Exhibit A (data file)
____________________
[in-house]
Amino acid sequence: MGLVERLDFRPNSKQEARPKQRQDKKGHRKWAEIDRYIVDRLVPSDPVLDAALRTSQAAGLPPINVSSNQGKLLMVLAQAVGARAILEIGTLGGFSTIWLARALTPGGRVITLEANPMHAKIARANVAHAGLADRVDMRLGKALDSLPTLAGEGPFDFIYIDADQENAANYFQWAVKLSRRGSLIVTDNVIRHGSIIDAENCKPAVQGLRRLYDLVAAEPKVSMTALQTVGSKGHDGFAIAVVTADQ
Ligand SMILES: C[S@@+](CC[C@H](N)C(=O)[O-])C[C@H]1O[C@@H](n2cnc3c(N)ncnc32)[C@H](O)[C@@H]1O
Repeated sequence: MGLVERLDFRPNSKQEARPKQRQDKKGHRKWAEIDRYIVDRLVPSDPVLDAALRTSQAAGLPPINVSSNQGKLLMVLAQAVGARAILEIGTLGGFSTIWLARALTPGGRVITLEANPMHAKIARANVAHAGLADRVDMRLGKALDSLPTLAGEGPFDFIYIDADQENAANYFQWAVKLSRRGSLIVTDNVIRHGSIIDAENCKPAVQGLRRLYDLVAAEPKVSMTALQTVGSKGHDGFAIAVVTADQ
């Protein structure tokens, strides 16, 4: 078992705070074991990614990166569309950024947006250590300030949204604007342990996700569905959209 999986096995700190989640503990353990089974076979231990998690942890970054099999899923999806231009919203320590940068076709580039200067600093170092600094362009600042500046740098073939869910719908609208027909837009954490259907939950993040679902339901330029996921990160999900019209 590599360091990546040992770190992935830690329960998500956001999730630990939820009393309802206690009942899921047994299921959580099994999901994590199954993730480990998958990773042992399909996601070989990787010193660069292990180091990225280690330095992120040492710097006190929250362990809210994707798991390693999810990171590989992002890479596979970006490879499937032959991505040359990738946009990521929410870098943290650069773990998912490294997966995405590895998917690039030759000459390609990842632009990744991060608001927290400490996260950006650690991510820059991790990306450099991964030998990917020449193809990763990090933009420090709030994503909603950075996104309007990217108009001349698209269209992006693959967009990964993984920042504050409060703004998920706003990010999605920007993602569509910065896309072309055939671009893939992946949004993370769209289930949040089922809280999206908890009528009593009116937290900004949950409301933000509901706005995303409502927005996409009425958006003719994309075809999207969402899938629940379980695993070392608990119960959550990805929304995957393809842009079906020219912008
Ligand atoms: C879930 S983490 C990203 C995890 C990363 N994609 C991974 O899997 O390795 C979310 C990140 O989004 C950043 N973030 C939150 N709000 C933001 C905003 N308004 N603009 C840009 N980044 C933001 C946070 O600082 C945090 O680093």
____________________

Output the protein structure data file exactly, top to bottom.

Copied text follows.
[in-house]
Amino acid sequence: MGLVERLDFRPNSKQEARPKQRQDKKGHRKWAEIDRYIVDRLVPSDPVLDAALRTSQAAGLPPINVSSNQGKLLMVLAQAVGARAILEIGTLGGFSTIWLARALTPGGRVITLEANPMHAKIARANVAHAGLADRVDMRLGKALDSLPTLAGEGPFDFIYIDADQENAANYFQWAVKLSRRGSLIVTDNVIRHGSIIDAENCKPAVQGLRRLYDLVAAEPKVSMTALQTVGSKGHDGFAIAVVTADQ
Ligand SMILES: C[S@@+](CC[C@H](N)C(=O)[O-])C[C@H]1O[C@@H](n2cnc3c(N)ncnc32)[C@H](O)[C@@H]1O
Repeated sequence: MGLVERLDFRPNSKQEARPKQRQDKKGHRKWAEIDRYIVDRLVPSDPVLDAALRTSQAAGLPPINVSSNQGKLLMVLAQAVGARAILEIGTLGGFSTIWLARALTPGGRVITLEANPMHAKIARANVAHAGLADRVDMRLGKALDSLPTLAGEGPFDFIYIDADQENAANYFQWAVKLSRRGSLIVTDNVIRHGSIIDAENCKPAVQGLRRLYDLVAAEPKVSMTALQTVGSKGHDGFAIAVVTADQ
């Protein structure tokens, strides 16, 4: 078992705070074991990614990166569309950024947006250590300030949204604007342990996700569905959209 999986096995700190989640503990353990089974076979231990998690942890970054099999899923999806231009919203320590940068076709580039200067600093170092600094362009600042500046740098073939869910719908609208027909837009954490259907939950993040679902339901330029996921990160999900019209 590599360091990546040992770190992935830690329960998500956001999730630990939820009393309802206690009942899921047994299921959580099994999901994590199954993730480990998958990773042992399909996601070989990787010193660069292990180091990225280690330095992120040492710097006190929250362990809210994707798991390693999810990171590989992002890479596979970006490879499937032959991505040359990738946009990521929410870098943290650069773990998912490294997966995405590895998917690039030759000459390609990842632009990744991060608001927290400490996260950006650690991510820059991790990306450099991964030998990917020449193809990763990090933009420090709030994503909603950075996104309007990217108009001349698209269209992006693959967009990964993984920042504050409060703004998920706003990010999605920007993602569509910065896309072309055939671009893939992946949004993370769209289930949040089922809280999206908890009528009593009116937290900004949950409301933000509901706005995303409502927005996409009425958006003719994309075809999207969402899938629940379980695993070392608990119960959550990805929304995957393809842009079906020219912008
Ligand atoms: C879930 S983490 C990203 C995890 C990363 N994609 C991974 O899997 O390795 C979310 C990140 O989004 C950043 N973030 C939150 N709000 C933001 C905003 N308004 N603009 C840009 N980044 C933001 C946070 O600082 C945090 O680093």